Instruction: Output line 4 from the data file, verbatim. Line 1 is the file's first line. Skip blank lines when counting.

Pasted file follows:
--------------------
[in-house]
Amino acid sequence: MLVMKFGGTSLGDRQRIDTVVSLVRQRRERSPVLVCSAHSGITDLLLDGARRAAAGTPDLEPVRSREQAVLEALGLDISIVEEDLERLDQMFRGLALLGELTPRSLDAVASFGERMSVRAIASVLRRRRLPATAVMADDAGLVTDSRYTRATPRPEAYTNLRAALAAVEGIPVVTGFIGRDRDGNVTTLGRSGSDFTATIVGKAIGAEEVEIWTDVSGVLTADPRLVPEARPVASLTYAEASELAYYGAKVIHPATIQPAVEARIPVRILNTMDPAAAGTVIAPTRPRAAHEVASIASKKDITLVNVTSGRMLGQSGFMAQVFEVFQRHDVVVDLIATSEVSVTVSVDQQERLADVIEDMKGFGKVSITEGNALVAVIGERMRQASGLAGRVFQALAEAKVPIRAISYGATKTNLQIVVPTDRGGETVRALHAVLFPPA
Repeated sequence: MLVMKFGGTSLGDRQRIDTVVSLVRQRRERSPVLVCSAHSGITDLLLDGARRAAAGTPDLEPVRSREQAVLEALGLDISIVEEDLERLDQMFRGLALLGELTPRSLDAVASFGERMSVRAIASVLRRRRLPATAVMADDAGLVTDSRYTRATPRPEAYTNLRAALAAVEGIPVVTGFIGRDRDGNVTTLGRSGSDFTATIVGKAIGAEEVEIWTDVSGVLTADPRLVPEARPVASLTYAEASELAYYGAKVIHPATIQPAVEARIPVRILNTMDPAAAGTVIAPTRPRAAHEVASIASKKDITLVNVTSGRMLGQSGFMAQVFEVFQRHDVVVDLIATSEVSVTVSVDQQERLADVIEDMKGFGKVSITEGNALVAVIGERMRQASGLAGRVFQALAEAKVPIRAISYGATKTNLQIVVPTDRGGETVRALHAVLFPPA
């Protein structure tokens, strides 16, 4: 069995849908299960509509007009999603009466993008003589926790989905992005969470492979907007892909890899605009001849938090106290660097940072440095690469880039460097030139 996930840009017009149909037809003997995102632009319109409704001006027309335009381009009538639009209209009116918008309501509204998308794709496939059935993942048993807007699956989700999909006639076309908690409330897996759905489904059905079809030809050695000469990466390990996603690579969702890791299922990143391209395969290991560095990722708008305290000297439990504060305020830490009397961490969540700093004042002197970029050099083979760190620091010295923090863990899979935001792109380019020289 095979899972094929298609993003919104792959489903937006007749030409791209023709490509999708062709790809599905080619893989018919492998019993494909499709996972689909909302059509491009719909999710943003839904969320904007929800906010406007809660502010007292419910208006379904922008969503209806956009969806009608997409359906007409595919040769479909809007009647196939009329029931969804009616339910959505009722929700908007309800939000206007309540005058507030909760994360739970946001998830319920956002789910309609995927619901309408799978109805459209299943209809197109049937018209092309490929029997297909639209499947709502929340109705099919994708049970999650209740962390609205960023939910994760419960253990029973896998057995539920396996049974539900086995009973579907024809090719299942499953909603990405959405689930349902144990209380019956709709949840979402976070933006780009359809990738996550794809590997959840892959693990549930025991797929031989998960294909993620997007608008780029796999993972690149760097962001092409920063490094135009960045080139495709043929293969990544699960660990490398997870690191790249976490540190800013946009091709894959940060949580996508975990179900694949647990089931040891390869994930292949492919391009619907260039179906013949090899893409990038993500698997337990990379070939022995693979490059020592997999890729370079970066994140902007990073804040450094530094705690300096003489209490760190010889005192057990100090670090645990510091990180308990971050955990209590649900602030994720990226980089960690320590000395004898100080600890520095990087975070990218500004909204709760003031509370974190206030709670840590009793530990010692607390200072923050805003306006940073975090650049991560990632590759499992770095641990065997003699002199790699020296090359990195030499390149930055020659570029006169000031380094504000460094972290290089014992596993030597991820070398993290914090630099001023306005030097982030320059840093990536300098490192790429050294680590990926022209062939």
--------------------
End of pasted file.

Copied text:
């Protein structure tokens, strides 16, 4: 069995849908299960509509007009999603009466993008003589926790989905992005969470492979907007892909890899605009001849938090106290660097940072440095690469880039460097030139 996930840009017009149909037809003997995102632009319109409704001006027309335009381009009538639009209209009116918008309501509204998308794709496939059935993942048993807007699956989700999909006639076309908690409330897996759905489904059905079809030809050695000469990466390990996603690579969702890791299922990143391209395969290991560095990722708008305290000297439990504060305020830490009397961490969540700093004042002197970029050099083979760190620091010295923090863990899979935001792109380019020289 095979899972094929298609993003919104792959489903937006007749030409791209023709490509999708062709790809599905080619893989018919492998019993494909499709996972689909909302059509491009719909999710943003839904969320904007929800906010406007809660502010007292419910208006379904922008969503209806956009969806009608997409359906007409595919040769479909809007009647196939009329029931969804009616339910959505009722929700908007309800939000206007309540005058507030909760994360739970946001998830319920956002789910309609995927619901309408799978109805459209299943209809197109049937018209092309490929029997297909639209499947709502929340109705099919994708049970999650209740962390609205960023939910994760419960253990029973896998057995539920396996049974539900086995009973579907024809090719299942499953909603990405959405689930349902144990209380019956709709949840979402976070933006780009359809990738996550794809590997959840892959693990549930025991797929031989998960294909993620997007608008780029796999993972690149760097962001092409920063490094135009960045080139495709043929293969990544699960660990490398997870690191790249976490540190800013946009091709894959940060949580996508975990179900694949647990089931040891390869994930292949492919391009619907260039179906013949090899893409990038993500698997337990990379070939022995693979490059020592997999890729370079970066994140902007990073804040450094530094705690300096003489209490760190010889005192057990100090670090645990510091990180308990971050955990209590649900602030994720990226980089960690320590000395004898100080600890520095990087975070990218500004909204709760003031509370974190206030709670840590009793530990010692607390200072923050805003306006940073975090650049991560990632590759499992770095641990065997003699002199790699020296090359990195030499390149930055020659570029006169000031380094504000460094972290290089014992596993030597991820070398993290914090630099001023306005030097982030320059840093990536300098490192790429050294680590990926022209062939």